• Collaboration: It's vital that enterprises collaborate with the other businesses in their supply chain to optimise the entire chain and the individual enterprise's success. Company–supplier relationships are important.

  • Shorten cycles: Regarding the increasing complexity of supply chains, as the chain increases in length, so do the processes. Therefore, for businesses to meet customer expectations, it helps if they focus on keeping the supply chain as short as possible.

  • Utilising supply chain technology: Companies can leverage ever-growing technology for an efficient supply chain. Technology can allow managers to integrate their supply chains and pave the way for more effective collaboration.

  • Implementation of valuable metrics: Companies could take advantage of Big Data using metrics. Well-defined metrics can allow managers to gauge the chain's efficiency more accurately.

  • Real-time supply chain planning: Real-time supply chain planning helps a company to ensure that it isn't relying on historical data during planning. Accurate data is important because overcoming planning issues could be challenging if a company uses historical data to mitigate disruptions.

What is supply chain management?

Supply chain management defines the general oversight of information, materials and finances as they move from the supplier to the manufacturer, the wholesaler and the retailer until they reach the customer.

The supply chain comprises three main flows:

  • product flow

  • finance flow

  • information flow

These flows occur across three key stages: strategy, planning and operation. Supply chain management oversees the coordination and integration of these flows within companies.

Related: What does sourcing mean and what is its role in supply?

The importance of supply chain management

Supply chain management plays a significant role in business operations. Here are some aspects of its benefit to businesses:

  • A better strategy: Once companies begin focusing on the supply chain and align it with their existing technology, they're better positioned to deal with unwavering competition in the marketplace. Synchronising core processes like technology and people within the supply chain and overall organisation is essential in achieving the success of a business.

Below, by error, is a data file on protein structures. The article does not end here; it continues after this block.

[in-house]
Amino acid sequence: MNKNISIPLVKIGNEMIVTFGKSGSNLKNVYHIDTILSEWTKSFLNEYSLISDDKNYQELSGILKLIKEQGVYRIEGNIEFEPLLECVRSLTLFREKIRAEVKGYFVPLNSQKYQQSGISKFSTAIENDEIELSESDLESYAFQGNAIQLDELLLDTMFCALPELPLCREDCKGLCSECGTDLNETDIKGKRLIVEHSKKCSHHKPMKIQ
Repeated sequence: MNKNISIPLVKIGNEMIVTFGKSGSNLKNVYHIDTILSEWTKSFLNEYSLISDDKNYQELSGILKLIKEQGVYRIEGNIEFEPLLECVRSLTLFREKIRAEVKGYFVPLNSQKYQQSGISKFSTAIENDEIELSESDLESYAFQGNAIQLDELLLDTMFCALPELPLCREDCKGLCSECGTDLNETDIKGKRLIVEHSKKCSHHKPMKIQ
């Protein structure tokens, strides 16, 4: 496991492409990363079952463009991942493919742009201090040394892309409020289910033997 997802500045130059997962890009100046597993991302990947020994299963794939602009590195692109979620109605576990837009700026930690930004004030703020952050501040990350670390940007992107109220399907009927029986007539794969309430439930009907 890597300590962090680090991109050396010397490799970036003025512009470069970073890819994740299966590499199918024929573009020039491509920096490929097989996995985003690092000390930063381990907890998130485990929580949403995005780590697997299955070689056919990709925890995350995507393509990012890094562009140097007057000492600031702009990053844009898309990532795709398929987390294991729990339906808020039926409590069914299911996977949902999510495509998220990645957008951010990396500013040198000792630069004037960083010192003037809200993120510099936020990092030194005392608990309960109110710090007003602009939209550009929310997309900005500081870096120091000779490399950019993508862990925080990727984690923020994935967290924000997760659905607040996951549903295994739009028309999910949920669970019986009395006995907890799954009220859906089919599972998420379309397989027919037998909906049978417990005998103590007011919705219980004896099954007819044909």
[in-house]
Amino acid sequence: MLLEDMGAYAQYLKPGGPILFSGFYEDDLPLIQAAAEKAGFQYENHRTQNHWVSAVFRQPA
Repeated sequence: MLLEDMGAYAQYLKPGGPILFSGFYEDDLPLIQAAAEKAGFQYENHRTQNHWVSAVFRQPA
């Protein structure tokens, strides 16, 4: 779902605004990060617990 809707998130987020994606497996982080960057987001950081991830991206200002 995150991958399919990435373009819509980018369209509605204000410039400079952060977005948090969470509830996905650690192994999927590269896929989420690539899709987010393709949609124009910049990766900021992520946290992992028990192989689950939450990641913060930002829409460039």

• Emphasis on network design: Supply chain management uses strategic modelling to encourage the deliberate arrangement of supply chain networks. This emphasis on design helps the business operate more efficiently.

  • Improved customer service: Supply chain management focuses on delivering the correct finished product to customers. At its core, a supply chain's ultimate goal is to ensure a good customer experience and the capability of handling more sales.

  • Cost relief: When a business works towards cutting costs, supply chain management can help achieve greater efficiency. A robust supply chain can decrease overall costs and increase efficiency.

  • Stronger performance by suppliers: The existence of supply chains relies on suppliers, vendors and third-party relationships. Therefore, when individuals in management roles vet their suppliers and establish solid relationships, suppliers are more likely to perform better, significantly benefiting suppliers and companies.

  • Increased emphasis on corporate responsibility: Supply chain managers commit to ensuring that the supply chain sources product parts in an ethical manner and that the waste management stage of the chain disposes of hazardous waste correctly in the manufacturing process. This way, the chain's businesses can live up to the corporate responsibility expectations of their modern customers.

  • Improved risk mitigation: Analysing granular and overall supply chain data can help bring potential risks to the fore. Risk analysis enables companies to put backup plans in place to adequately respond to any unforeseen circumstances.

  • Improved cash flow: In addition to helping companies improve their decision making, choose better partners and respond to changes in the market, supply chain management systems can also improve a company's cash flow. For instance, reliable suppliers cause fewer disruptions, increase client satisfaction, and improve cash flow, thus, allowing the company to invoice sooner.

  • Shipping optimisation: Supply chain leaders put shipping optimisation at the top of their priority list because of rising transportation costs. Selecting the most efficient shipping method for bulky and small orders helps companies deliver customer orders while cutting down on costs, which helps in boosting a company's bottom line.

The supply chain and business logistics management

Often, people use the terms logistics and supply chain management interchangeably. Business logistics (logistics) is just a link in the supply chain and has a different meaning. Supply chain logistics management refers to the section of the supply chain that involves planning and controlling the movement of goods and services from their point of origin to the consumer.

The logistics management process starts with raw materials and ends with the delivery of finished products. Good logistics management ensures minimal delays in delivery at all the points in the chain. It also ensures that the products and services reach the consumer in good condition. In turn, this keeps the company's costs in check.